Last weekend, John Lewis announced that he would be missing the 2017 inauguration, the first he would miss in thirty years. This comment incited controversy. One of the articles that came up told me that Lewis’s books were selling out in stores across the country, and I was reminded that I still had not read the third volume of Lewis’s comic book trilogy, which was co-written by Andrew Aydin and illustrated by Nate Powell. I immediately went to the store and purchased a beautiful boxed set of all three books. March is John Lewis’s story during the Civil Rights Movement. Hopefully, you can read this article without needing to be warned about spoilers.
March Vol. 1 starts with Lewis getting ready to attend President Obama’s inauguration and flashes back to his childhood up through his initial involvement with the Civil Rights Movement. Volume 2 continues in this style, and Volume 3 wraps it up.
On Tuesday, Oct 25, Marvel author Chelsea Cain tweeted that she was facing online harassment, and deleted her Twitter account early the next day. Cain is an established novelist and writer of the Marvel series Mockingbird. Most of the harassment centered around a tweet she had made earlier last week about the comic’s cancellation, saying “We need to make sure @Marvel makes room for more titles by women about women kicking ass” and the cover for the 8th issue, which featured Mockingbird wearing a shirt that says, “Ask me about my feminist agenda.”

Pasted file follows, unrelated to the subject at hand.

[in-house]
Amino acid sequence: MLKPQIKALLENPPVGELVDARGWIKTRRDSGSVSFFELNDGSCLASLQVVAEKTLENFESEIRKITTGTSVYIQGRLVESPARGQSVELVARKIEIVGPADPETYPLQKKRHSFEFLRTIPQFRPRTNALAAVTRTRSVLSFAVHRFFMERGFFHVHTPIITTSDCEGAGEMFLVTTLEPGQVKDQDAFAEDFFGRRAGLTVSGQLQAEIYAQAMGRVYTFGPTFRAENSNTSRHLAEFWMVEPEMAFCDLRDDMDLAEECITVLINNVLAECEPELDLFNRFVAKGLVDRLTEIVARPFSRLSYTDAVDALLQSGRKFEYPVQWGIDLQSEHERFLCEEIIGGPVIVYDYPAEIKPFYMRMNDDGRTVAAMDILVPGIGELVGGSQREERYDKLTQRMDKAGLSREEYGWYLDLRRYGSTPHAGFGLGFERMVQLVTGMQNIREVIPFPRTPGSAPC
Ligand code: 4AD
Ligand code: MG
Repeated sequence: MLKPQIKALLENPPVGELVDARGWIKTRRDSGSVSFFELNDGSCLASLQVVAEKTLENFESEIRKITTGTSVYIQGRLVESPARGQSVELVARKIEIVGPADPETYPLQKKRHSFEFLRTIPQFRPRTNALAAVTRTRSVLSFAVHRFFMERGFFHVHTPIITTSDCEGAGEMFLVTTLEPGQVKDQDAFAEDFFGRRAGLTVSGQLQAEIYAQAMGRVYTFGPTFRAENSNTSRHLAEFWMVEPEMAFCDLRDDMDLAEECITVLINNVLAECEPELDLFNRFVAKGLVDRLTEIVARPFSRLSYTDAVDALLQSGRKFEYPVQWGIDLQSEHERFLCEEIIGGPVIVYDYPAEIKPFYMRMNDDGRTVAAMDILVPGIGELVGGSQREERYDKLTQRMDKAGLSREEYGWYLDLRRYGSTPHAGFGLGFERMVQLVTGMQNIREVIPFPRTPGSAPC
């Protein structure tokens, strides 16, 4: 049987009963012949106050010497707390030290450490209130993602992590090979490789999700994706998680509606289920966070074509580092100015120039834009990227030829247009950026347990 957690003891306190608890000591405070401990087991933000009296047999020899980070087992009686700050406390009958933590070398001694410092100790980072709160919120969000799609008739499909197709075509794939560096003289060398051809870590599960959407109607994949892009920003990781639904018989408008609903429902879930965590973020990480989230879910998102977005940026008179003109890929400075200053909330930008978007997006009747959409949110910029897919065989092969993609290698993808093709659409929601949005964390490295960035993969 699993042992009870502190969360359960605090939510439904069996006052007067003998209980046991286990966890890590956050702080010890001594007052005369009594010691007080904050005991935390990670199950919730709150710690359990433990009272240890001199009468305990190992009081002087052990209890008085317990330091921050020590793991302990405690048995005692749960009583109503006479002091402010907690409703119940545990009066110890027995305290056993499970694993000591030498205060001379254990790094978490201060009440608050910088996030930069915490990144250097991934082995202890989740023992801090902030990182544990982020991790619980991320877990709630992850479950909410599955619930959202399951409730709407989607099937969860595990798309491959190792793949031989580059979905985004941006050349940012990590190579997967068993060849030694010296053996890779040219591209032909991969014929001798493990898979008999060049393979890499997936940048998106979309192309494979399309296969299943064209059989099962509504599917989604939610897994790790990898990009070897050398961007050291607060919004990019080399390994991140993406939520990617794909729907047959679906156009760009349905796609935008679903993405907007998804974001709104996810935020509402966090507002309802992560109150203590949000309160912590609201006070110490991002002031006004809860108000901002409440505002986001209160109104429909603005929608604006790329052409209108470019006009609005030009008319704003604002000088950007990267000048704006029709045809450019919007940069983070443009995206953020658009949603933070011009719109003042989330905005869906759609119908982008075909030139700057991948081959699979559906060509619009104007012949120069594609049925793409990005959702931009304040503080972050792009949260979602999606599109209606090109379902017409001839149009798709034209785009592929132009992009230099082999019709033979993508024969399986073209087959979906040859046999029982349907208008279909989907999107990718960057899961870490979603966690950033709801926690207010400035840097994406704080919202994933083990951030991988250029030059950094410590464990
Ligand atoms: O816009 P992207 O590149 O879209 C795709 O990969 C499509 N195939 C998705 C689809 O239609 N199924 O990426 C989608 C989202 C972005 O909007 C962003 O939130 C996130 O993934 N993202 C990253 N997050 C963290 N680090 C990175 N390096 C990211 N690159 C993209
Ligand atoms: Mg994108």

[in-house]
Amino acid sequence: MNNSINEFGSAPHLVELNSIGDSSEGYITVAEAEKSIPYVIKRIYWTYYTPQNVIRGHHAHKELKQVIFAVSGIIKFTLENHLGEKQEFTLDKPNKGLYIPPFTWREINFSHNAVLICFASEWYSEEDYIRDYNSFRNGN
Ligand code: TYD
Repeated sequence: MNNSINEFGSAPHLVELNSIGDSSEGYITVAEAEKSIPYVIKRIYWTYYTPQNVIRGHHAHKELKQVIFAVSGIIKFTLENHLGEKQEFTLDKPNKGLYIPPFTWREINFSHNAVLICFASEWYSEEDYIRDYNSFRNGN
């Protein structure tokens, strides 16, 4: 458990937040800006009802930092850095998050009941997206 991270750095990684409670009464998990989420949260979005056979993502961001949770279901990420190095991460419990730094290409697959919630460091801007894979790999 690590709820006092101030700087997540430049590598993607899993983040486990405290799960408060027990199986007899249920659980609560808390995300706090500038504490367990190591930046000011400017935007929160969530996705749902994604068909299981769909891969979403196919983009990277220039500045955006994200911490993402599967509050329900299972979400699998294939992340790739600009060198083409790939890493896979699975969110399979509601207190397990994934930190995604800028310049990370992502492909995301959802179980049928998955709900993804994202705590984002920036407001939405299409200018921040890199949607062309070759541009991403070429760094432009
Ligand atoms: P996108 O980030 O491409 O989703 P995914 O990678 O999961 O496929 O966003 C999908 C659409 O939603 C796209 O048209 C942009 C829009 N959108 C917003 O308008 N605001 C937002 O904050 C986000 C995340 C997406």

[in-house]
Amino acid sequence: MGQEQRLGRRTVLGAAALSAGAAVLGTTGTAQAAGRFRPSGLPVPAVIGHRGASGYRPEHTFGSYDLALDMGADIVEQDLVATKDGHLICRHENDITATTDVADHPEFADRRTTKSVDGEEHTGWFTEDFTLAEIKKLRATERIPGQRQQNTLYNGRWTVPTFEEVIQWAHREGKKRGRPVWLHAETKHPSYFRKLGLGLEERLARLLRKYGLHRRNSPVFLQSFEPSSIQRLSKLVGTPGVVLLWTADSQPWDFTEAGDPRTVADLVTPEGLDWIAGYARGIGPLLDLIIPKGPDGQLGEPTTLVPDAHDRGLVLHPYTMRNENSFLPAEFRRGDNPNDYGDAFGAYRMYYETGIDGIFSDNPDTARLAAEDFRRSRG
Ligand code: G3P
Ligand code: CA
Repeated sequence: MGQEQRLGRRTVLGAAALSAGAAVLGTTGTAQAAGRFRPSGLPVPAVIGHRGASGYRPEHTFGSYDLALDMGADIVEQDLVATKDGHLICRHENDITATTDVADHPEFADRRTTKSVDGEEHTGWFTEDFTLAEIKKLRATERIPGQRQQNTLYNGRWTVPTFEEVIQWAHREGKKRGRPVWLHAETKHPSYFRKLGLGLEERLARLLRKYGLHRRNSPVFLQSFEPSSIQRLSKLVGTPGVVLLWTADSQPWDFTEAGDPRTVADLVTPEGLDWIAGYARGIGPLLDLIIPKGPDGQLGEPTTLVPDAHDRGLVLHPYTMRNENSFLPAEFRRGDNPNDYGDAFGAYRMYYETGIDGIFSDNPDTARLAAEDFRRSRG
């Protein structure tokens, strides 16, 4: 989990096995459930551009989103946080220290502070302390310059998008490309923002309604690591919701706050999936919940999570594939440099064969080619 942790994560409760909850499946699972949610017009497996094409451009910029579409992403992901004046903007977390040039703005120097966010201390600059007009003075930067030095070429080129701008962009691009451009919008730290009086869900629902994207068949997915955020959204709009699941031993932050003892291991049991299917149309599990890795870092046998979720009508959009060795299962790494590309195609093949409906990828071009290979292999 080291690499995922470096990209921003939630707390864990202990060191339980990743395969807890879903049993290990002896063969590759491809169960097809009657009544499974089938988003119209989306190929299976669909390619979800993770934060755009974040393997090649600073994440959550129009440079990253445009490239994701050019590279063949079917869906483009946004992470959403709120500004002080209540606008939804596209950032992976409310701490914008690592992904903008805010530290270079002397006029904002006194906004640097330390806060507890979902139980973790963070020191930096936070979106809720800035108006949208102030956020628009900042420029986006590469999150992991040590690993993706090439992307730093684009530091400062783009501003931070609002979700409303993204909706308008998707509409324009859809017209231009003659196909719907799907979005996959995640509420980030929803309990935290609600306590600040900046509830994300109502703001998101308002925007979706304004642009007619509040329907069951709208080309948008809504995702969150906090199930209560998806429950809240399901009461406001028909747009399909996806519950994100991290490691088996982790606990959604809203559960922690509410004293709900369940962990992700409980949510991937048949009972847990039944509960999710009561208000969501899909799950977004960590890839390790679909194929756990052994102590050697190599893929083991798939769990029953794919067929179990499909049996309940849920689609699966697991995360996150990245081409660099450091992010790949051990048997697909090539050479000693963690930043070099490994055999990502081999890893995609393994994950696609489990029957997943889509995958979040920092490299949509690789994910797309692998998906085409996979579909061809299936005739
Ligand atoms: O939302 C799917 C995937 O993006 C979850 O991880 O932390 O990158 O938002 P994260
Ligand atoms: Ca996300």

This was a year of major firsts for New York Comic Con. This year, the convention featured three offsite venues, including Madison Square Garden. While con attendance reached record numbers, the offsite spaces meant that the main show floor, hallways, and Artists Alley didn’t often feel overcrowded (the exception being a few peak times each day). Continue reading New York Comic Con 2016 in a Nutshell→
Normally, Daily Geekette does not review children’s picture books. Normally, children’s books are not this awesome and catered to our specific audience. Bedtime for Batman is a picture book by Michael Dahl. The book tells the story of a little boy going to bed on one page. On the opposite page, it parallels the boy’s life to Batman’s life of crime fighting. Continue reading Bedtime for Batman: A Review→
After the fun of 2015’s convention, Daily Geekette just had to scope out this year’s TempleCon. A switch from February to August was only one of several noticeable changes at this year’s event. The con expanded, not just further into the Crowne Plaza Hotel, but outside as well! Vendors were now available in two locations: The Clockwork Bazaar, composed of folks cleverly advertising wares from hotel rooms, and The Garden Pavilion, a large outdoor tent with dealers at individual booths. My favorite, of course, was Leanna Renee Hieber’s table. Hieber is a talented author and actress (among many other things), whose name you may recognize from a guest post right here at DG.